V V
where
z ( C …¤ ¤ B … & 4
Y
t
¦ ¨ ¢ £ &¥
7
@ ¤
z # C … ¤ ¤ B p… ¨ £ £ tY ¥
7 &
&
@ ¤
Thus, the diagonal elements of the matrix are nonnegative, while its offdiagonal elements
are nonpositive. In addition, the rowsum of the elements, i.e., the sum of all elements in
the same row, is equal to zero. This is because
z … ¤ … & ¤ … ¤ ¤ … & C … ¤ ¤ B … & — C … ¤ ¤ B … & …p … & — 4
¦ 7
&
@ @ @ @
¤ ¤ ¤ ¤
The matrices obtained have the same desirable property of weak diagonal dominance seen
in the onedimensional case. A disadvantage of upwind schemes, whether in the context of
irregular grids or in onedimensional equations, is the loss of accuracy due to the low order
of the schemes.
) " £) ¨ §
1 Derive Forward Difference formulas similar to (2.8), i.e., involving 'c §hf B 'c §hd'c 9
¥ 9¦f ¥
¥ 9¦
(
, which are of second and third order. Write down the discretization errors explicitly.
WW5 ¦hf B
55
d¥ © g¢ ¤© ©
n¥ u¡ ¡
§ £ ¥
©
2 Derive a Centered Difference formula for the ¬rst derivative, similar to (2.13), which is at least
of third order.
¡
3 Show that the Upwind Difference scheme described in 2.2.4, when and are constant, is stable 7
for the model problem (2.7).
4 Develop the two ninepoint formulas illustrated in Figure 2.4. Find the corresponding discretiza 5
tion errors. [Hint: Combine of the ¬vepoint formula (2.17) plus of the same formula based
0 EB 0 ¥'Whf B 3EB 80 'c hf B 0 IB 2'GDf B 3¦EB 2'Whf9H8 ¦ 'c
on the diagonal stencil ¦ ¥5c ¥ c ¦ ¥
¥¦
c¦ ¦
¦
¤f B
¢ £
to get one formula. Use the reverse combination , to get the other formula.] H8 8
5 Consider a (twodimensional) rectangular mesh which is discretized as in the ¬nite difference
approximation. Show that the ¬nite volume approximation to yields the same matrix as an 9 5¥ ¡
upwind scheme applied to the same problem. What would be the mesh of the equivalent upwind
¬nite difference approximation?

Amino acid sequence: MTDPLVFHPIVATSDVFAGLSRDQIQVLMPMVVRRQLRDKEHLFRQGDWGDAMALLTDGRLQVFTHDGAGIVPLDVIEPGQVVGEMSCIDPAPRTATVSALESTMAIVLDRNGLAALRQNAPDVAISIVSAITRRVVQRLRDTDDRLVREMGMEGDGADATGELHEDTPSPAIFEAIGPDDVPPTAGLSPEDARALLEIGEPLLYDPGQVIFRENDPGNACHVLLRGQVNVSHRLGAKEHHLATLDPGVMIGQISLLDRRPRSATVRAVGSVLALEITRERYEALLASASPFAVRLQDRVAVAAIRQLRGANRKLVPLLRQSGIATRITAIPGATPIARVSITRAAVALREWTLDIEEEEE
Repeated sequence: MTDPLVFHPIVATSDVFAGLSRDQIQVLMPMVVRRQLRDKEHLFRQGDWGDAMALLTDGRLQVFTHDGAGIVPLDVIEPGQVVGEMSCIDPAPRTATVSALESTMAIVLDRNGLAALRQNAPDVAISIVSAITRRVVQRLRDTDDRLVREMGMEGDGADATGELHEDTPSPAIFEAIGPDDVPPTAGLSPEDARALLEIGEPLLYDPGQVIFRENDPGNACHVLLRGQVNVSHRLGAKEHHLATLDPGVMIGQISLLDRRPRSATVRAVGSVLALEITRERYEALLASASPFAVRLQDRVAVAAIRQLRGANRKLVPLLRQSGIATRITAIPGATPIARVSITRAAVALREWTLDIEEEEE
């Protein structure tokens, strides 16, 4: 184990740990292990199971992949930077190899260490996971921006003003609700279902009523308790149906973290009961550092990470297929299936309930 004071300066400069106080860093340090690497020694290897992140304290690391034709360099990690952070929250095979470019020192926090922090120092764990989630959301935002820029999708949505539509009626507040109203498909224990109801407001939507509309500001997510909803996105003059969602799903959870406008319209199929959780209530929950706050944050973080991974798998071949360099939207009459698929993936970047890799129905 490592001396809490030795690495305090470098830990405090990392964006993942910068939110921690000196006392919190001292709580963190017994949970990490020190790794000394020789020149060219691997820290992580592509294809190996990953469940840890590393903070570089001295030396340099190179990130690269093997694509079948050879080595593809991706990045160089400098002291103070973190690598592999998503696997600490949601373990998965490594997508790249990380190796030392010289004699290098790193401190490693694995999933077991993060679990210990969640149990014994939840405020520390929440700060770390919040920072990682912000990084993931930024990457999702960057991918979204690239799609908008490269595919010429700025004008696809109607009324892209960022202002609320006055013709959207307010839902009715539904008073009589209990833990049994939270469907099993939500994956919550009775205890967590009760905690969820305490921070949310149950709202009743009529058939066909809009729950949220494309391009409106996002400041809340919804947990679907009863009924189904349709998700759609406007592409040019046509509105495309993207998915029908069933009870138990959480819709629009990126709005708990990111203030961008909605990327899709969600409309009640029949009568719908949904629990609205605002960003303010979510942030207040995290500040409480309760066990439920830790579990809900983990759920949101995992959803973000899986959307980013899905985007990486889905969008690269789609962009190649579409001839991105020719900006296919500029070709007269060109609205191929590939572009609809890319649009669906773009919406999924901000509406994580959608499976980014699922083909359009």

6 Show that the righthand side of equation (2.16) can also be written as
¤9E
&
7¢
E ¨© F §5 B
5
¦ ¦
3
7 Show that the formula (2.16) is indeed second order accurate for functions that are in .
6
8 Show that the functions ™s de¬ned by (2.31) form a basis of .
c
¨
9 Develop the equivalent of Green™s formula for the elliptic operator de¬ned in (2.6).
10 Write a short FORTRAN or C program to perform a matrixbyvector product when the matrix
is stored in unassembled form.
11 Consider the ¬nite element mesh of Example 2.1. Compare the number of operations required to
perform a matrixbyvector product when the matrix is in assembled and in unassembled form.
Compare also the storage required in each case. For a general ¬nite element matrix, what can
the ratio be between the two in the worst case (consider only linear approximations on triangular
elements) for arithmetic? Express the number of operations in terms of the number of nodes and
edges of the mesh. You may make the assumption that the maximum number of elements that
¤
are adjacent to a given node is (e.g., ). $ $
5
¦ Wp5 ¦ & P
¡
C C C C
12 Let be a polygon in with edges, and let , for , where is the 55
length of the th edge and is the unit outward normal at the th edge. Use the divergence
C
P P
) !
theorem to prove that . "% C
HC
"#
NOTES AND REFERENCES. The material in this chapter is based on several sources. For a basic
description of the ¬nite element method, the book by C. Johnson is a good reference [128]. Axelsson
and Barker [16] gives a treatment which includes various solution techniques emphasizing iterative
techniques. For ¬nite difference and ¬nite volume methods, we recommend C. Hirsch [121], which
also gives a good description of the equations and solution methods for ¬‚uid ¬‚ow problems.
handle very large problems that cannot be tackled by the usual “dense” solvers.
economical, both in terms of storage and computational effort. Sparse direct solvers can
trix technology, was to devise direct solution methods for linear systems. These had to be
for matrices with irregular structure. The main issue, and the ¬rst addressed by sparse ma
works in the 1960s were the ¬rst to exploit sparsity to solve general sparse linear systems
techniques are straightforward to develop. Electrical engineers dealing with electrical net
by engineers in various disciplines. In the simplest case involving banded matrices, special
The natural idea to take advantage of the zeros of a matrix and their location was initiated

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